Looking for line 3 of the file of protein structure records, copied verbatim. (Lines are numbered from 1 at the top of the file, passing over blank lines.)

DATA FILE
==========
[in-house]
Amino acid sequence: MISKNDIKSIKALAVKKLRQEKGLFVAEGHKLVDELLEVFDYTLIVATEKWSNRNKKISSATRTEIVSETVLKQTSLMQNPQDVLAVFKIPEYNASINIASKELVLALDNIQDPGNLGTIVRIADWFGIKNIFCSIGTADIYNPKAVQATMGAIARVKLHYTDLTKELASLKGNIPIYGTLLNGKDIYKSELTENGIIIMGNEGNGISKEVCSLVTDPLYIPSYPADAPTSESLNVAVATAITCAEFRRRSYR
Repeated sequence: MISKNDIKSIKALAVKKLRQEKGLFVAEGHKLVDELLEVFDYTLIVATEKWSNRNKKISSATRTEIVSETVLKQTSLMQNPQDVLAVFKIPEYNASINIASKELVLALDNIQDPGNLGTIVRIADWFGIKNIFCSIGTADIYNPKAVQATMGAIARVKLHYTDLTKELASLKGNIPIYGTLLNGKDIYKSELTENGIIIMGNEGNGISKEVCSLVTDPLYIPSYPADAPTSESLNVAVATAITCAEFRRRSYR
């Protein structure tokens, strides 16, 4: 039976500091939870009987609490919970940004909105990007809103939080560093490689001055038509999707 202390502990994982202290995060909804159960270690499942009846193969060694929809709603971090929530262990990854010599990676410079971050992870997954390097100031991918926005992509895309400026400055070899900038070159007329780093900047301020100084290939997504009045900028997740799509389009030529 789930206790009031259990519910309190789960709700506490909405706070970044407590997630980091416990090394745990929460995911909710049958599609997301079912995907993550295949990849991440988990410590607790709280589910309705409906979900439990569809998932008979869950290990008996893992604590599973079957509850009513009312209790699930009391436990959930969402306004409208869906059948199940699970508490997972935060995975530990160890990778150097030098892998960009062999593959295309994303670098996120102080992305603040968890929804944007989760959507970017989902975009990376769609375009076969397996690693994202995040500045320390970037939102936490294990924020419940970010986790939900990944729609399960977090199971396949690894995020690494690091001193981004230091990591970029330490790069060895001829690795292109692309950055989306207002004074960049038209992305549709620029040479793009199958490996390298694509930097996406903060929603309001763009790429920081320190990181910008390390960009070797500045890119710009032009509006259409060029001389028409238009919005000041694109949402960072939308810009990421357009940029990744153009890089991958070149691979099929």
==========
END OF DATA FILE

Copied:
Repeated sequence: MISKNDIKSIKALAVKKLRQEKGLFVAEGHKLVDELLEVFDYTLIVATEKWSNRNKKISSATRTEIVSETVLKQTSLMQNPQDVLAVFKIPEYNASINIASKELVLALDNIQDPGNLGTIVRIADWFGIKNIFCSIGTADIYNPKAVQATMGAIARVKLHYTDLTKELASLKGNIPIYGTLLNGKDIYKSELTENGIIIMGNEGNGISKEVCSLVTDPLYIPSYPADAPTSESLNVAVATAITCAEFRRRSYR